DEAN BIRKHEIMER | Go Venue Magazine
September 3rd, 2017, was a clear, hot night in Council Bluffs. The Stir was filled with fans from various locations. I spoke to a group of people who drove up from Nashville to see Skynyrd play the Nebraska State Fair on September 1st, then the South Dakota State Fair on September 2nd, and here they were at the Stir on September 3rd.
You may think that since Skynyrd played two previous shows well within driving distance of Council Bluffs that they may not get the crowd they are used to. This was not the case as the 3,500 capacity venue was packed to the gills. When you’re an iconic band, you can afford to play venues and dates close to each other without fear of not being able to draw.
The show started with Alex Williams. Rolling Stone Magazine listed Alex Williams as one of the 10 new country artists you need to know. It appeared that not many of us knew Alex, but by the end of his set, it was a certainty that he had gained quite a few fans. Alex released his debut album, Better Than Myself, in August. He is a guitar driven modern outlaw country performer who according to NPR is an admirer of Willie Nelson. Alex can easily be picked out of a police lineup. He sports a scruffy beard and wears his hair long. Not to mention the winged W tattoo, a tribute to Waylon Jennings.
No doubt this fella has a long successful future in front of him. He and his bandmates are very talented and play clean and crisp. We hope they return to the Omaha area very soon.
As you know, normally between acts you’ll hear a playlist of songs. Usually they’ll play something to help get ya in the mood for what’s about to happen. The last two songs played, really got the crowd going. When Aerosmith’s “Back in the Saddle” ended, the crowd exploded as if the actual band was on stage. The last song before Skynyrd took the stage was AC/DC’s “Thunderstruck”. I think this was actually part of their act, and I’m sure I don’t need to tell you what this song does to a crowd that is already chomping at the bit to be entertained. When Skynyrd did take the stage, the place erupted. “Working for the MCA” blasted those in attendance and was the perfect song to kick off the show. Guitarist Rickey Medlock (founder of the band Blackfoot) was in fine form. Everything he did, he did to perfection. The vocals from Johnny Van Zant were crystal clear. The entire band played enthusiastically and fed off the vibe the audience gave em’.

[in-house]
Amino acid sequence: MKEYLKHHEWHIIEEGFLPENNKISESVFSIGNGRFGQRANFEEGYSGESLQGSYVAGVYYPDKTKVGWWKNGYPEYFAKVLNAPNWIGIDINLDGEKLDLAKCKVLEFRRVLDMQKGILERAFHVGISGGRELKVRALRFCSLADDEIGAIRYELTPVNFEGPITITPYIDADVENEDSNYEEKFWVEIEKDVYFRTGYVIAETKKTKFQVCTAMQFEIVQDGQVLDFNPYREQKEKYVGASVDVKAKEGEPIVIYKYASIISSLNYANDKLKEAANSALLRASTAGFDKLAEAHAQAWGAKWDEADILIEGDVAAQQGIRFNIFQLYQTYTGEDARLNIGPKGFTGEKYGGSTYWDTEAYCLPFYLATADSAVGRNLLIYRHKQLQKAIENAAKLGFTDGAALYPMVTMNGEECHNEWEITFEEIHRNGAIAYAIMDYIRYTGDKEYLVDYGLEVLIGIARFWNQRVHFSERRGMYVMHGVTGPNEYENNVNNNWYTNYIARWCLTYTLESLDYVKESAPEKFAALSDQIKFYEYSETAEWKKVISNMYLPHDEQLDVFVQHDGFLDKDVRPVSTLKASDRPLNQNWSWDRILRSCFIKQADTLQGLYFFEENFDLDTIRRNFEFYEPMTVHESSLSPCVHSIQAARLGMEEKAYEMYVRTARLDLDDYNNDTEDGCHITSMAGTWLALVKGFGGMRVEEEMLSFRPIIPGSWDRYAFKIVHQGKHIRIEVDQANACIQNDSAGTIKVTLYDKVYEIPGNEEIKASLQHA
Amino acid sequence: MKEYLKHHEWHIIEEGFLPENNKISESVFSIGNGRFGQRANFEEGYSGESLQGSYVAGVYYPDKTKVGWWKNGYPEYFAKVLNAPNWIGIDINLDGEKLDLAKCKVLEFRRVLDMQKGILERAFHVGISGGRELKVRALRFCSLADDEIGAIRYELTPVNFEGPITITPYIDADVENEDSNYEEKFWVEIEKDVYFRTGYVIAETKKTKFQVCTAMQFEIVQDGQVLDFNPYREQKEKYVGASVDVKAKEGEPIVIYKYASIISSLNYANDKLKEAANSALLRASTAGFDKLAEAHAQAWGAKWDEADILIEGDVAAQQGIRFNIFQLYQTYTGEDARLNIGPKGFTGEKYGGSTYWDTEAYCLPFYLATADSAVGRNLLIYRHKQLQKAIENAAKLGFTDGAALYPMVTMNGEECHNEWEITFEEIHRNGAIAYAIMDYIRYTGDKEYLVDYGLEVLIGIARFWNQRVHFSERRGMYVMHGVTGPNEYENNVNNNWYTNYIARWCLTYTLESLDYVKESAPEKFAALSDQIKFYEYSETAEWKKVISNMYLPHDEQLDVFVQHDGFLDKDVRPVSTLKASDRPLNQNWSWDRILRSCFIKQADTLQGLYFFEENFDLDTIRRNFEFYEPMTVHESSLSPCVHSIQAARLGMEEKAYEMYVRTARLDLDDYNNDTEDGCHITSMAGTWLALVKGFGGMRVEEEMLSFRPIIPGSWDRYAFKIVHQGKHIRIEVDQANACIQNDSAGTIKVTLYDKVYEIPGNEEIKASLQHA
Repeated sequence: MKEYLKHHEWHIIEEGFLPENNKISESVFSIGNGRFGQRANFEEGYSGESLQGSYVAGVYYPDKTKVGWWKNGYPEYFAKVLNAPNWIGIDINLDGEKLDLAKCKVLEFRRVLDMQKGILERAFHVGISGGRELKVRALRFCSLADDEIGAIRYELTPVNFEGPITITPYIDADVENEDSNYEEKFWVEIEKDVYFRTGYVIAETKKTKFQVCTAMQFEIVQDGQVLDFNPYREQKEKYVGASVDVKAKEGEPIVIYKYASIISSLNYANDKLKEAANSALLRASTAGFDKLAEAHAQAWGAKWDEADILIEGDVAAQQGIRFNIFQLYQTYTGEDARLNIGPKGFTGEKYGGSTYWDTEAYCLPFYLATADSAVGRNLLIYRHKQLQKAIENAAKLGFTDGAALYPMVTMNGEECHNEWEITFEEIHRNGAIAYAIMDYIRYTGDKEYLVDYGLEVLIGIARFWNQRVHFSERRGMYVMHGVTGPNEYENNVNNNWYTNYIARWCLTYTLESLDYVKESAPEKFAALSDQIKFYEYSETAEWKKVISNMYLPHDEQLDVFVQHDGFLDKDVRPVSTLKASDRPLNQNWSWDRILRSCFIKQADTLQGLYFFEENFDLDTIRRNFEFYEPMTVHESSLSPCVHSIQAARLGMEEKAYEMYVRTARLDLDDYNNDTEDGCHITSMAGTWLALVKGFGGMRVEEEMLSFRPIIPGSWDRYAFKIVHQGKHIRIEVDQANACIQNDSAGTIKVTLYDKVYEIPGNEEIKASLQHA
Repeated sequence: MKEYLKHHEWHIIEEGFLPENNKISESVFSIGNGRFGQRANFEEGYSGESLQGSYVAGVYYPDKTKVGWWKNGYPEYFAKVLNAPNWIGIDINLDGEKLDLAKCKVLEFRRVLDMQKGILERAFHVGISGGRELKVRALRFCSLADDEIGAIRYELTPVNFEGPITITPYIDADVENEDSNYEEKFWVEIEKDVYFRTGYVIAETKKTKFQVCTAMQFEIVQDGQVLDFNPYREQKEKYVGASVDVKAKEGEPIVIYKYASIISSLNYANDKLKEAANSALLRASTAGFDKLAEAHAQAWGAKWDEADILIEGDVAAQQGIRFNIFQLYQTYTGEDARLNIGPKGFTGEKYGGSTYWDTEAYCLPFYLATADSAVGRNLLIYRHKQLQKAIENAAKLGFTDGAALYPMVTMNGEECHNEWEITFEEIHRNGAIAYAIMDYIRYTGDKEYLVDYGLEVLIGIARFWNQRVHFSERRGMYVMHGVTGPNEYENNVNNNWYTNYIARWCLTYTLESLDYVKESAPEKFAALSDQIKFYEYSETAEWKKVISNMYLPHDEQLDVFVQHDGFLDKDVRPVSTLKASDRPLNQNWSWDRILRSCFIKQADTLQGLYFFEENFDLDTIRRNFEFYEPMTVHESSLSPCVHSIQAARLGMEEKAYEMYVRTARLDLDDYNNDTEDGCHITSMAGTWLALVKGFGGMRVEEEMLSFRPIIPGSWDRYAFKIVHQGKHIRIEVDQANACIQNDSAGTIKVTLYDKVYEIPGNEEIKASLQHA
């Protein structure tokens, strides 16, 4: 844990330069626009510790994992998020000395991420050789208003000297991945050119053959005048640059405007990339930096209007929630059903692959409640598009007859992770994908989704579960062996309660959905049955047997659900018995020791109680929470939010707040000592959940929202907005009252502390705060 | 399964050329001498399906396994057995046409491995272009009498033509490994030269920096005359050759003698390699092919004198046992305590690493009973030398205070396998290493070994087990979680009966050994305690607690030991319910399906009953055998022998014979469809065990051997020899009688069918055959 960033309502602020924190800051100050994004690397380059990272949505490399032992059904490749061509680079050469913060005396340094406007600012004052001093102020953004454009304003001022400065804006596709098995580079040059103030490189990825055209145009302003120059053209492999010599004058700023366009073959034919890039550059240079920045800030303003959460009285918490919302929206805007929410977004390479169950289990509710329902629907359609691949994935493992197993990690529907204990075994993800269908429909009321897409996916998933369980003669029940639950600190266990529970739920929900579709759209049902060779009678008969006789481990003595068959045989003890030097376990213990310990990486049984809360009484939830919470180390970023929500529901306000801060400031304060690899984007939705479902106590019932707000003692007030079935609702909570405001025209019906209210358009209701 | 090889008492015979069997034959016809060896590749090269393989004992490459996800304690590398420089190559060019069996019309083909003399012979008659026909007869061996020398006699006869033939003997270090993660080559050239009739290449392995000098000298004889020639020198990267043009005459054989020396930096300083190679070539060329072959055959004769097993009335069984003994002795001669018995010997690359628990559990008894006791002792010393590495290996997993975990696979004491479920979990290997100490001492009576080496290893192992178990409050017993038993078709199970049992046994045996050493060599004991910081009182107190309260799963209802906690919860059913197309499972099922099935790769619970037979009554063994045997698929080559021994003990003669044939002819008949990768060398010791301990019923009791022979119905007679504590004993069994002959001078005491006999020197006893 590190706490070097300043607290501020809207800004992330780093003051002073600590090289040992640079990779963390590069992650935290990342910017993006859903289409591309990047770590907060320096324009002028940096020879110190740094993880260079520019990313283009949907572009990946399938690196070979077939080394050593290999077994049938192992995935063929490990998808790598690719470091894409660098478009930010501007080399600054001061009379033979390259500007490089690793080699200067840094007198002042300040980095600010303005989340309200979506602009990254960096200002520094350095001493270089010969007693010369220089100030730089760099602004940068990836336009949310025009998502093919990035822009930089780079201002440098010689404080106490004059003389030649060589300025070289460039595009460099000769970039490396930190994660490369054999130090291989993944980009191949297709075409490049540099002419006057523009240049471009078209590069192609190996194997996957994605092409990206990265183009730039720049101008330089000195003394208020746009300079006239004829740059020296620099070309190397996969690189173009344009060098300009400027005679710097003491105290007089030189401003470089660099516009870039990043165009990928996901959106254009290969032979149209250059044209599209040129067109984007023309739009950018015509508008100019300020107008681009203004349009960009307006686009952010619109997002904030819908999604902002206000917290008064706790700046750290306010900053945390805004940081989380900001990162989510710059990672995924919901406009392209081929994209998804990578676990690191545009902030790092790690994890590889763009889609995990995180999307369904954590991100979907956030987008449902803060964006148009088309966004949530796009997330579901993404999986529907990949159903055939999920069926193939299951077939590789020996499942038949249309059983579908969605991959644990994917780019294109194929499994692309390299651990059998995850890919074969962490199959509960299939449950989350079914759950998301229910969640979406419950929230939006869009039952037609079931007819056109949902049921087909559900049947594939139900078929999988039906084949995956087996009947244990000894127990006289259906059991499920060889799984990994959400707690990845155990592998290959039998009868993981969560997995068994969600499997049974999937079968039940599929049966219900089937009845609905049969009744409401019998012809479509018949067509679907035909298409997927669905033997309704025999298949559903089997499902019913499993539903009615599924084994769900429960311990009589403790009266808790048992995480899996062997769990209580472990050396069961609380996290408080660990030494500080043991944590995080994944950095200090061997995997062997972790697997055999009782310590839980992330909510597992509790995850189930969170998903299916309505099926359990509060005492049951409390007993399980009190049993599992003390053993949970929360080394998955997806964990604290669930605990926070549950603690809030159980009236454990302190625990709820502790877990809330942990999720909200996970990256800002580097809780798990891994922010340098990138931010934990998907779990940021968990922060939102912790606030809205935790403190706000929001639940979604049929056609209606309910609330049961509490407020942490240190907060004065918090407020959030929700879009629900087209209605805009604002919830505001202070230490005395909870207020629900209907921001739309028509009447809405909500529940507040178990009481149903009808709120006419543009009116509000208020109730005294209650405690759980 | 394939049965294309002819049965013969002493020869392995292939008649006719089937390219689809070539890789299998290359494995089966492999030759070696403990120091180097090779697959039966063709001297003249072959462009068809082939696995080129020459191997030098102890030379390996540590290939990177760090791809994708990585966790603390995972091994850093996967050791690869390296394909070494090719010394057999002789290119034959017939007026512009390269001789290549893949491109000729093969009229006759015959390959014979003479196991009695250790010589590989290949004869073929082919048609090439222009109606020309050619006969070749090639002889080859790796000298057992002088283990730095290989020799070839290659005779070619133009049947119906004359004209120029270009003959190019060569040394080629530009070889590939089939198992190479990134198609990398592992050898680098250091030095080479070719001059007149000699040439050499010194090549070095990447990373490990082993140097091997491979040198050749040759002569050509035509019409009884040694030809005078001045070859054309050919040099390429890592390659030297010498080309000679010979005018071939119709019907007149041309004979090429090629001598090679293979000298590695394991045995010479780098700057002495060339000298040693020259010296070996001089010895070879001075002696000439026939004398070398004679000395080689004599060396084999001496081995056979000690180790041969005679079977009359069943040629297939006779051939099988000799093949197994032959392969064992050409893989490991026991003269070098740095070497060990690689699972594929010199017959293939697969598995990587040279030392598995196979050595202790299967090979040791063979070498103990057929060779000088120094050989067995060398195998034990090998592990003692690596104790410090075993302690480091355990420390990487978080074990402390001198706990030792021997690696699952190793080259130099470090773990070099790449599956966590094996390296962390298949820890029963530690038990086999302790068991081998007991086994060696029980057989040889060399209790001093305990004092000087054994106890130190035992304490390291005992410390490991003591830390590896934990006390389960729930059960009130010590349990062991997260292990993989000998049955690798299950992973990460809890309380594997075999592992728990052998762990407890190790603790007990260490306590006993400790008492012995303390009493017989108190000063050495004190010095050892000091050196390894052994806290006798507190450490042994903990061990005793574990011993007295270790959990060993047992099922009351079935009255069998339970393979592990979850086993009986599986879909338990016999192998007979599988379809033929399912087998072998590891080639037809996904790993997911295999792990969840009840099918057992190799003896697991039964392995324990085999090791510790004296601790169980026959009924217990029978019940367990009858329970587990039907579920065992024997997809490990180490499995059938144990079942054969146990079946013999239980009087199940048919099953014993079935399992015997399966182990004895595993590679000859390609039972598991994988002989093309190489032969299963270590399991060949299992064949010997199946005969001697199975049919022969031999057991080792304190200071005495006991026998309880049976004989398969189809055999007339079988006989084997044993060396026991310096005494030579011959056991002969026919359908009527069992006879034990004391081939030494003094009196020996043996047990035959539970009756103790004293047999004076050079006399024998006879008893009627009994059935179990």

Skynyrd did what they always do. They played the hits, they played them well, and they played them loud. Of course, they saved the best for last and hit us with Sweet Home Alabama and Free Bird to close the show. It was a perfect night, with perfect weather, at a perfect venue and with a perfect rock and roll band.